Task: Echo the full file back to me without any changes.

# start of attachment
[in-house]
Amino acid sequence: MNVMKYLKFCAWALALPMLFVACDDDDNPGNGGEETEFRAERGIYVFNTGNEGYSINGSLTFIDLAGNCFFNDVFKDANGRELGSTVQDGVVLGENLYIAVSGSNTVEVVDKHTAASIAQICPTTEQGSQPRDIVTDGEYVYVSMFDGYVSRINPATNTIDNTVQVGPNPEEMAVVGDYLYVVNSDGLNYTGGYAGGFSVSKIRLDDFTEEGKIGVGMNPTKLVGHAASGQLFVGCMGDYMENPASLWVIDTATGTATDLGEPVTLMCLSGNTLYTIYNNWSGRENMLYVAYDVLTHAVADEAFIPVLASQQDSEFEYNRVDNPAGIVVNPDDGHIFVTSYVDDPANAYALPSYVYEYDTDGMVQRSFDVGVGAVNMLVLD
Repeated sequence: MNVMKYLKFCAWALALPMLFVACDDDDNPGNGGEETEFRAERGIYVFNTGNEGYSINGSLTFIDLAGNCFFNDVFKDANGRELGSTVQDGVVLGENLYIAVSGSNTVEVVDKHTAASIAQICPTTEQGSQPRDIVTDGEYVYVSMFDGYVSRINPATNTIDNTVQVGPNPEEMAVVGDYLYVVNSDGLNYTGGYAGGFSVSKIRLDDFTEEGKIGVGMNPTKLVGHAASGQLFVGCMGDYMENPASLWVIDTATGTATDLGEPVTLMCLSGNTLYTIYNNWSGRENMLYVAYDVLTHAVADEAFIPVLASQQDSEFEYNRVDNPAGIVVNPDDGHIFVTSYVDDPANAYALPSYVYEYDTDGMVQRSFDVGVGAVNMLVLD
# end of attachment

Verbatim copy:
[in-house]
Amino acid sequence: MNVMKYLKFCAWALALPMLFVACDDDDNPGNGGEETEFRAERGIYVFNTGNEGYSINGSLTFIDLAGNCFFNDVFKDANGRELGSTVQDGVVLGENLYIAVSGSNTVEVVDKHTAASIAQICPTTEQGSQPRDIVTDGEYVYVSMFDGYVSRINPATNTIDNTVQVGPNPEEMAVVGDYLYVVNSDGLNYTGGYAGGFSVSKIRLDDFTEEGKIGVGMNPTKLVGHAASGQLFVGCMGDYMENPASLWVIDTATGTATDLGEPVTLMCLSGNTLYTIYNNWSGRENMLYVAYDVLTHAVADEAFIPVLASQQDSEFEYNRVDNPAGIVVNPDDGHIFVTSYVDDPANAYALPSYVYEYDTDGMVQRSFDVGVGAVNMLVLD
Repeated sequence: MNVMKYLKFCAWALALPMLFVACDDDDNPGNGGEETEFRAERGIYVFNTGNEGYSINGSLTFIDLAGNCFFNDVFKDANGRELGSTVQDGVVLGENLYIAVSGSNTVEVVDKHTAASIAQICPTTEQGSQPRDIVTDGEYVYVSMFDGYVSRINPATNTIDNTVQVGPNPEEMAVVGDYLYVVNSDGLNYTGGYAGGFSVSKIRLDDFTEEGKIGVGMNPTKLVGHAASGQLFVGCMGDYMENPASLWVIDTATGTATDLGEPVTLMCLSGNTLYTIYNNWSGRENMLYVAYDVLTHAVADEAFIPVLASQQDSEFEYNRVDNPAGIVVNPDDGHIFVTSYVDDPANAYALPSYVYEYDTDGMVQRSFDVGVGAVNMLVLD